Spring makes me giddy, dizzy, my heart skips—or possibly, it’s my allergies.
There’s no such thing as the perfect time of the year. Having said that, a bad day in summer is better than a good day in winter, and if you don’t believe me, ask a meteorologist. Do you know that of all assaults on forecasters, 95% happen during winter? This year, Boston weathermen had to go into the witness protection program.
The other 5% happen during heat waves, which proves my earlier point.
In spring, exhausted sprouts poke through the slush, and hungry deer stop shivering for the first time since November. Those who weren’t hit by cars, I mean. People love flowers, and deer—that aren’t in their driving path. People don’t love mosquitos, but they also come out every spring. Deer don’t love mosquitos. Nobody loves mosquitos. Other mosquitos, I suppose.
Yet there they are, and I’d rather be bitten by fifty mosquitos than experience the definition of “wind chill factor”. It’s a comparative thing, but it’s not apples and oranges: It’s liver and Brussels sprouts. I’d rather eat fifty Brussels sprouts than one piece of liver, but that doesn’t mean I like them.
During a trip to Missouri, I discovered after about a dozen bites that I was allergic to their mosquitos, which are just like ours but talk like Mark Twain. As I lay there suffering, I thought: “Hey … I’m not cold!” Granted, I was running a 101 degree fever at the time, but still.
I got tested a few years ago, and found out I was allergic to every substance humans can be allergic to. (Except foods. I have no explanation.) That would seem to make summer a bad thing, because that’s when the allergens come out. Coming into contact with many things causes a severe reaction: Bugs, mold, dust, bikini ladies …
Well, my wife said I’d suffer if I came into contact with bikini ladies, so that pretty much qualifies as an allergy.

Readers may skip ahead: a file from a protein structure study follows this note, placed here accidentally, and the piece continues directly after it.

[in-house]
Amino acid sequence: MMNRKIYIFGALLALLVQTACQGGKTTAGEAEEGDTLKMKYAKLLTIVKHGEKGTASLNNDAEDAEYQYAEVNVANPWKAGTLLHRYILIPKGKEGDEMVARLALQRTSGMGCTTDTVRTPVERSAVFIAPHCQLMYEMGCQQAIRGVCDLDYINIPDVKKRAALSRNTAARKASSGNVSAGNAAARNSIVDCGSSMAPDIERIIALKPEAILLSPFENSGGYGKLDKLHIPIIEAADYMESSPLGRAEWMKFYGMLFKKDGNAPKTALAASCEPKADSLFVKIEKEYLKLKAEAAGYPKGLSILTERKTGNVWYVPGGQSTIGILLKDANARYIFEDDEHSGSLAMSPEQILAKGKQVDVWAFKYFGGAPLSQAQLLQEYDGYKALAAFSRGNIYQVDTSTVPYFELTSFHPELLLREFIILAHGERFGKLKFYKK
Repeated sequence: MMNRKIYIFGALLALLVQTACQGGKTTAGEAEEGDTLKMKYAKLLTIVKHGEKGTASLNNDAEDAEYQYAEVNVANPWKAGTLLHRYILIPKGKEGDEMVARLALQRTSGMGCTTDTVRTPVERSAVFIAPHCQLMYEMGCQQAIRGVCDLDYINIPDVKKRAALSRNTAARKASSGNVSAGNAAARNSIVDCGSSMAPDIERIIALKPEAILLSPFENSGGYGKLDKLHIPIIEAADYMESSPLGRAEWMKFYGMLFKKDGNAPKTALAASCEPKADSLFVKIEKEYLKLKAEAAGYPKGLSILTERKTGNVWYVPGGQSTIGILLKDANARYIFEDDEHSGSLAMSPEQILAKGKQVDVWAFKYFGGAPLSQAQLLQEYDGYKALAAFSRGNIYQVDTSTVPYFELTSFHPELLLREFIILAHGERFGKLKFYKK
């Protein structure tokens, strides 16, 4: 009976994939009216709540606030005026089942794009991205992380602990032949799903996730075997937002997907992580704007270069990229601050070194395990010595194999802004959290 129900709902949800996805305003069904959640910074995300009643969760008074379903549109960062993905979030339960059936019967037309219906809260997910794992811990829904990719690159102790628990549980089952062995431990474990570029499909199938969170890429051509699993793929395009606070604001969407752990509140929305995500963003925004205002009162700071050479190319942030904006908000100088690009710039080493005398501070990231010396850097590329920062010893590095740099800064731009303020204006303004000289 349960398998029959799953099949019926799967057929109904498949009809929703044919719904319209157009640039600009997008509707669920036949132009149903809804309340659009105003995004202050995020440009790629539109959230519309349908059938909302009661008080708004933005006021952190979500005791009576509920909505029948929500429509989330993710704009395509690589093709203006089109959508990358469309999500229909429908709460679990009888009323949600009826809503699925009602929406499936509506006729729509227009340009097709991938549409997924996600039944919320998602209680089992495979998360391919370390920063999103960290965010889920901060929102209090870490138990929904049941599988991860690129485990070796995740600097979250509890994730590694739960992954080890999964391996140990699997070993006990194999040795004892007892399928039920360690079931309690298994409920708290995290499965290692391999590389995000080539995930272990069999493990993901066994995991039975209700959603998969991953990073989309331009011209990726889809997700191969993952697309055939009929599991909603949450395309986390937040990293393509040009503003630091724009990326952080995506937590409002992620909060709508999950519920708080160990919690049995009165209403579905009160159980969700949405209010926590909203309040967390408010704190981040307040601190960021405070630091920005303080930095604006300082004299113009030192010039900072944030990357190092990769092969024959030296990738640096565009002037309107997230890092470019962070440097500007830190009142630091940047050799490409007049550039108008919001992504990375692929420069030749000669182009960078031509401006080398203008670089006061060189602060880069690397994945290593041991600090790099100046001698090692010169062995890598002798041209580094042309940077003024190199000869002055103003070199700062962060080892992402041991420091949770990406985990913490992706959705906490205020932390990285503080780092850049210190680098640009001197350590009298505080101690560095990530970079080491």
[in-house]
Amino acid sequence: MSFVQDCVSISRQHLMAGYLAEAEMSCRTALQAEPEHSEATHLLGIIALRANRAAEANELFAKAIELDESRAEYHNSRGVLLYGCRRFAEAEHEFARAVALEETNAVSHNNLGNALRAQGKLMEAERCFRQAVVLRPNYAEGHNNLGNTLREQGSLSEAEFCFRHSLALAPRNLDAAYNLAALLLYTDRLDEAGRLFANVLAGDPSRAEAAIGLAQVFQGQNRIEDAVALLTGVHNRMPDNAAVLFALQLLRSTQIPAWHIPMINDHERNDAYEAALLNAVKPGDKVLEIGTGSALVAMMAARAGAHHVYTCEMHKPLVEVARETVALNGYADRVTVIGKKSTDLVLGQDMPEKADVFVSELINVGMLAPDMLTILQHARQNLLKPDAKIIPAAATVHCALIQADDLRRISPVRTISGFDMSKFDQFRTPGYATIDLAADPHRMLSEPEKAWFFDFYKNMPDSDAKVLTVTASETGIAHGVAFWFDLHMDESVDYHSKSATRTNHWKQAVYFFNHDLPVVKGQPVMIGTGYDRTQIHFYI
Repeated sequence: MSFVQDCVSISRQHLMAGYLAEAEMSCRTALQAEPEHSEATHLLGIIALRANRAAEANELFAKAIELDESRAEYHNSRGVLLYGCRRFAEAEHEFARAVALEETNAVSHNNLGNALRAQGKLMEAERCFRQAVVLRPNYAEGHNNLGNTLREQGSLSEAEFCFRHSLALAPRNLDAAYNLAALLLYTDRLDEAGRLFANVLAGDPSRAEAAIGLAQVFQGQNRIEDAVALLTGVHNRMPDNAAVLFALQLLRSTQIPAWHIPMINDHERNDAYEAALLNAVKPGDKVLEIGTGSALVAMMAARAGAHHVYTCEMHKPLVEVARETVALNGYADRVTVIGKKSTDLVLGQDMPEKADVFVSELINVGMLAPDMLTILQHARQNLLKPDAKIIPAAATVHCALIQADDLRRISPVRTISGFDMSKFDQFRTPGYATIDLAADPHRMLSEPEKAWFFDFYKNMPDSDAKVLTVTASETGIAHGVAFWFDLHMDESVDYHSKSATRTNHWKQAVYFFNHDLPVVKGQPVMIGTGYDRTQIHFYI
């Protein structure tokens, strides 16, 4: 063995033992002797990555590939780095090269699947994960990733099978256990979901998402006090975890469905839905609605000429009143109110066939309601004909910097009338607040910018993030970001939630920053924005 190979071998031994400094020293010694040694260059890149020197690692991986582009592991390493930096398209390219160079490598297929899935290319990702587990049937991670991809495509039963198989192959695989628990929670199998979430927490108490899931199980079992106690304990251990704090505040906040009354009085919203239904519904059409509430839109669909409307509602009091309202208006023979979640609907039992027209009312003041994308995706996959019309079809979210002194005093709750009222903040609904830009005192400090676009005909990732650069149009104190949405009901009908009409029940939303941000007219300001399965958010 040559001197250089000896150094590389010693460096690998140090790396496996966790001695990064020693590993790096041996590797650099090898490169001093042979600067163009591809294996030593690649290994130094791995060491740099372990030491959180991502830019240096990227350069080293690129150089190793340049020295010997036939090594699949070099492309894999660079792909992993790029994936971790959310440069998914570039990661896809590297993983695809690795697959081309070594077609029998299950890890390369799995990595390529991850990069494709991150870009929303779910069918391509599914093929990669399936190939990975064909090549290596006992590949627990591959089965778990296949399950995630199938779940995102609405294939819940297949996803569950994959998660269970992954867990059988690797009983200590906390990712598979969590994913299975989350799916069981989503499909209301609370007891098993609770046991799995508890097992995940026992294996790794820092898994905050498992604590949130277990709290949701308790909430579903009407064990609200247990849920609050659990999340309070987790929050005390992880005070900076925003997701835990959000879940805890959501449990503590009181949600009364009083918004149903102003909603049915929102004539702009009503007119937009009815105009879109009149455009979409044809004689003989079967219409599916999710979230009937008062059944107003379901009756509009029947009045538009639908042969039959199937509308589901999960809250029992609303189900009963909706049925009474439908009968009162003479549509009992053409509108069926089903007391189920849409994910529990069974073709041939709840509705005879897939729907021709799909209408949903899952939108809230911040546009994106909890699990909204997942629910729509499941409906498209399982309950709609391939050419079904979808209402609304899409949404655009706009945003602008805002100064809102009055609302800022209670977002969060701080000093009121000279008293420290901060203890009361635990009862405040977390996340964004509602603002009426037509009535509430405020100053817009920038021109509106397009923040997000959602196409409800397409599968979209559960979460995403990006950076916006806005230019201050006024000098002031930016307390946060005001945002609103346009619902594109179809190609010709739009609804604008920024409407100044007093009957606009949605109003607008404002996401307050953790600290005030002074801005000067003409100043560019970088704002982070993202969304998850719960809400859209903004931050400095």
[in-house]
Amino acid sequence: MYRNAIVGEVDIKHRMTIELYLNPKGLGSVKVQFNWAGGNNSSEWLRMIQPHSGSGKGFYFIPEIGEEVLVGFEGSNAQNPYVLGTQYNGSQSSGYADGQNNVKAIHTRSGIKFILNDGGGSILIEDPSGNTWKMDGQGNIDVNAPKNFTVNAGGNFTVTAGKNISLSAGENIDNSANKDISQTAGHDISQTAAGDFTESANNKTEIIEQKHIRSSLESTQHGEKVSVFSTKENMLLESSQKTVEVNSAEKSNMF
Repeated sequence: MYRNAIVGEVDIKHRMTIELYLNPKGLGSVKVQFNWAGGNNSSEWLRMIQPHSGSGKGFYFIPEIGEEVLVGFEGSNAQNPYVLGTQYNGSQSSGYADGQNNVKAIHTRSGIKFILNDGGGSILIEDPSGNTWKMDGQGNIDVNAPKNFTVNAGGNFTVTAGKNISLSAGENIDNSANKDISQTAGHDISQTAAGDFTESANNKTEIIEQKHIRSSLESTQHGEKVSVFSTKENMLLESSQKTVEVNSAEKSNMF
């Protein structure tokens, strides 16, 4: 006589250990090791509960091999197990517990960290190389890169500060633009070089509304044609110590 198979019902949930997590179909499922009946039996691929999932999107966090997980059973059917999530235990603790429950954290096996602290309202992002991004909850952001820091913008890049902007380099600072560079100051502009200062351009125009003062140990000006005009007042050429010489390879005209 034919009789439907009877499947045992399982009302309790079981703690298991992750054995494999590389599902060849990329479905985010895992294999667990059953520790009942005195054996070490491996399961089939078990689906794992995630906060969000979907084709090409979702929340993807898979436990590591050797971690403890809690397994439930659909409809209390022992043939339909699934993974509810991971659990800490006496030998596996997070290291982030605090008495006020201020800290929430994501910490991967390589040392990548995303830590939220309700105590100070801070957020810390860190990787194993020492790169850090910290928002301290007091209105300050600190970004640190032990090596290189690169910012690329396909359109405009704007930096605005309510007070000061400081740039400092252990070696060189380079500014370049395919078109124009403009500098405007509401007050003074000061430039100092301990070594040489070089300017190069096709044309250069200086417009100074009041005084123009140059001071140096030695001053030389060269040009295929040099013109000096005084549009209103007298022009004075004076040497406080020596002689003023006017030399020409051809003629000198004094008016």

But it turns out I’m also allergic to winter. I’d always said that, but now I have medical proof: the diagnosis of Seasonal Affected Disorder, which means the short, cold days of winter make me feel lousy. This has probably been a problem from the first time humans ventured north to cross the land bridge into America:
“I just don’t feel like getting out from under the bearskin.”
“Ogg, you have mastodons to hunt and cave drawings to—draw. Now, get out there or it will get glacial in here!”
At least they didn’t have to do spring cleaning for another 30,000 years.
Another complaint about warm weather is, of course, that it gets too warm. “You can put on clothes when it’s cold,” people say, “but you can’t take off clothes when it’s too hot.”
What, you’ve never heard of nudist colonies? No one has ever frozen to death at a nudist colony, yet many people wearing layers upon layers have frozen to death in winter. At the same time, many people have been known to suffer heat related injuries in December … although I’ll grant you most of those people were in Australia.
Then there are tornadoes. Although twisters can happen any time of the year, in northern Indiana they’re most common while you’re grilling at the picnic, rather than shoveling snow. Can you imagine the drifts? That should be the next Syfy original movie: “Snow Tornado”, staring Pauly Shore and Shannen Doherty. “Watch as Corey Feldman’s frozen body gets sucked into an ice funnel!” I’d watch it.
But again, no one has ever frozen to death during a tornado. In fact, the average tornado is around five hundred feet across and on the ground for five miles, while the average snowstorm named by The Weather Channel lasts three weeks and affects 93 million people in nineteen states, and hits Boston twice.
Also, tornadoes give some relief in heat waves. According to my calculations, on a 90 degree day a three hundred mile an hour wind produces a wind chill factor of 64.2 degrees. That’s close to perfect. Granted, there will be issues with holding down your picnic, but I’ll bet no ants show up.
In short, I wasn’t crazy when I got in my car the other day and gave a happy cheer at becoming uncomfortable warm before I turned the heater on. I love Indiana two-thirds of the time. Insect bites, heat exhaustion, and uncontrollable sneezing are just part of the charm.
If you don’t believe me, ask the guy who slipped on the ice last January, got buried in a snow drift, and couldn’t reach his phone because it was under five layers of clothes. I mean, if you can find him.